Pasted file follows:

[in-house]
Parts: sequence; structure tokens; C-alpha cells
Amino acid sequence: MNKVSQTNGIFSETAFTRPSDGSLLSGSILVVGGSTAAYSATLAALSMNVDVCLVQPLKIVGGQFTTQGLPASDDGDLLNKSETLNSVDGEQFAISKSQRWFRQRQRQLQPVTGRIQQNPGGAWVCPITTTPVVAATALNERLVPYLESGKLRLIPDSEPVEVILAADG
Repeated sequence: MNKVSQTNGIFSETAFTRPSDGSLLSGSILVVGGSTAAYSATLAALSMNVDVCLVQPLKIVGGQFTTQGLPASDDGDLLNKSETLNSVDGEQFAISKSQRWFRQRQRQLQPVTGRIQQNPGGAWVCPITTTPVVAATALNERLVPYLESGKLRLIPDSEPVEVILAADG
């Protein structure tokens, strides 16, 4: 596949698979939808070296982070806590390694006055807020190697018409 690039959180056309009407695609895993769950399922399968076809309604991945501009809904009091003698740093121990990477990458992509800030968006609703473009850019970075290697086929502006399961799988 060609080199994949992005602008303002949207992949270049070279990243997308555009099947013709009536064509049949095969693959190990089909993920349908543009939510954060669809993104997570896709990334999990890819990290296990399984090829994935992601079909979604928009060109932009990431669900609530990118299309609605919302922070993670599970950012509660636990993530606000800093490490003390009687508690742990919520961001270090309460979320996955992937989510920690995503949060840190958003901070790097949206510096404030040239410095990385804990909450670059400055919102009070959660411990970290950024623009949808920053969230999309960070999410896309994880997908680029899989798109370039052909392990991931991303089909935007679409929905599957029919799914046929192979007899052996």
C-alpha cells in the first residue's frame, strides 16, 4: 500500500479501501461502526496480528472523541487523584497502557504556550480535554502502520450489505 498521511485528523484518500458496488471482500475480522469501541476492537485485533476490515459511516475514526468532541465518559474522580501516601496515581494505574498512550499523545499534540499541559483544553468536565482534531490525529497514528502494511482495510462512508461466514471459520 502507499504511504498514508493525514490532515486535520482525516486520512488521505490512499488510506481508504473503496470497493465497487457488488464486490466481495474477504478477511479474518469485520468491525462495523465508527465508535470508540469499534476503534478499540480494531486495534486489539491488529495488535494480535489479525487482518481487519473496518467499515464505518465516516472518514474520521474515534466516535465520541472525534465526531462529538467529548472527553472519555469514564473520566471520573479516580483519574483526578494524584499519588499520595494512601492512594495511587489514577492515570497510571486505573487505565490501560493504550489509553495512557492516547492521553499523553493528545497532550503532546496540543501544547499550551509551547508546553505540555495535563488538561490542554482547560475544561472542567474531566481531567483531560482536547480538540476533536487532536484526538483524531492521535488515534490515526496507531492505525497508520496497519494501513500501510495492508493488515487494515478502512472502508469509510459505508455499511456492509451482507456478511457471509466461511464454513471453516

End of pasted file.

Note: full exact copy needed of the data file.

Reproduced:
[in-house]
Parts: sequence; structure tokens; C-alpha cells
Amino acid sequence: MNKVSQTNGIFSETAFTRPSDGSLLSGSILVVGGSTAAYSATLAALSMNVDVCLVQPLKIVGGQFTTQGLPASDDGDLLNKSETLNSVDGEQFAISKSQRWFRQRQRQLQPVTGRIQQNPGGAWVCPITTTPVVAATALNERLVPYLESGKLRLIPDSEPVEVILAADG
Repeated sequence: MNKVSQTNGIFSETAFTRPSDGSLLSGSILVVGGSTAAYSATLAALSMNVDVCLVQPLKIVGGQFTTQGLPASDDGDLLNKSETLNSVDGEQFAISKSQRWFRQRQRQLQPVTGRIQQNPGGAWVCPITTTPVVAATALNERLVPYLESGKLRLIPDSEPVEVILAADG
């Protein structure tokens, strides 16, 4: 596949698979939808070296982070806590390694006055807020190697018409 690039959180056309009407695609895993769950399922399968076809309604991945501009809904009091003698740093121990990477990458992509800030968006609703473009850019970075290697086929502006399961799988 060609080199994949992005602008303002949207992949270049070279990243997308555009099947013709009536064509049949095969693959190990089909993920349908543009939510954060669809993104997570896709990334999990890819990290296990399984090829994935992601079909979604928009060109932009990431669900609530990118299309609605919302922070993670599970950012509660636990993530606000800093490490003390009687508690742990919520961001270090309460979320996955992937989510920690995503949060840190958003901070790097949206510096404030040239410095990385804990909450670059400055919102009070959660411990970290950024623009949808920053969230999309960070999410896309994880997908680029899989798109370039052909392990991931991303089909935007679409929905599957029919799914046929192979007899052996």
C-alpha cells in the first residue's frame, strides 16, 4: 500500500479501501461502526496480528472523541487523584497502557504556550480535554502502520450489505 498521511485528523484518500458496488471482500475480522469501541476492537485485533476490515459511516475514526468532541465518559474522580501516601496515581494505574498512550499523545499534540499541559483544553468536565482534531490525529497514528502494511482495510462512508461466514471459520 502507499504511504498514508493525514490532515486535520482525516486520512488521505490512499488510506481508504473503496470497493465497487457488488464486490466481495474477504478477511479474518469485520468491525462495523465508527465508535470508540469499534476503534478499540480494531486495534486489539491488529495488535494480535489479525487482518481487519473496518467499515464505518465516516472518514474520521474515534466516535465520541472525534465526531462529538467529548472527553472519555469514564473520566471520573479516580483519574483526578494524584499519588499520595494512601492512594495511587489514577492515570497510571486505573487505565490501560493504550489509553495512557492516547492521553499523553493528545497532550503532546496540543501544547499550551509551547508546553505540555495535563488538561490542554482547560475544561472542567474531566481531567483531560482536547480538540476533536487532536484526538483524531492521535488515534490515526496507531492505525497508520496497519494501513500501510495492508493488515487494515478502512472502508469509510459505508455499511456492509451482507456478511457471509466461511464454513471453516